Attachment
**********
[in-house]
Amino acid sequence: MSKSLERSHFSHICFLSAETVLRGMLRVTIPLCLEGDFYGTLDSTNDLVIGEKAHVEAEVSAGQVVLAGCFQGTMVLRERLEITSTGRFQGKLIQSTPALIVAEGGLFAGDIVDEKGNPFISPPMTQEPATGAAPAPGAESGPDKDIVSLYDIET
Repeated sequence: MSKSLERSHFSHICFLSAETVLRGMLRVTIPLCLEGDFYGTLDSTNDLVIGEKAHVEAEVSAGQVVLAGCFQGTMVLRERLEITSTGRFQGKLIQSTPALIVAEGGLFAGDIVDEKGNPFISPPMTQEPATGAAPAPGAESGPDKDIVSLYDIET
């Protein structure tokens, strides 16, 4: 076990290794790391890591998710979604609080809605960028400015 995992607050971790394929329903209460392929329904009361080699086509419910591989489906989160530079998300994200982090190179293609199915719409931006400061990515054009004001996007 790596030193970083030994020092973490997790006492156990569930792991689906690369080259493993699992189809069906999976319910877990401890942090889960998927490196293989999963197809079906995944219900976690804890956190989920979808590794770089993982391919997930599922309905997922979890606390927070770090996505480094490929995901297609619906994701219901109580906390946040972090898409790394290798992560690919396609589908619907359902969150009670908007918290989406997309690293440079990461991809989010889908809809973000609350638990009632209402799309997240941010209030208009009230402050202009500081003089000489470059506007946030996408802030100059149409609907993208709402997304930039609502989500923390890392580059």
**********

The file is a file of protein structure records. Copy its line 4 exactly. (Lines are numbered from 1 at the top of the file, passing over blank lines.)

């Protein structure tokens, strides 16, 4: 076990290794790391890591998710979604609080809605960028400015 995992607050971790394929329903209460392929329904009361080699086509419910591989489906989160530079998300994200982090190179293609199915719409931006400061990515054009004001996007 790596030193970083030994020092973490997790006492156990569930792991689906690369080259493993699992189809069906999976319910877990401890942090889960998927490196293989999963197809079906995944219900976690804890956190989920979808590794770089993982391919997930599922309905997922979890606390927070770090996505480094490929995901297609619906994701219901109580906390946040972090898409790394290798992560690919396609589908619907359902969150009670908007918290989406997309690293440079990461991809989010889908809809973000609350638990009632209402799309997240941010209030208009009230402050202009500081003089000489470059506007946030996408802030100059149409609907993208709402997304930039609502989500923390890392580059």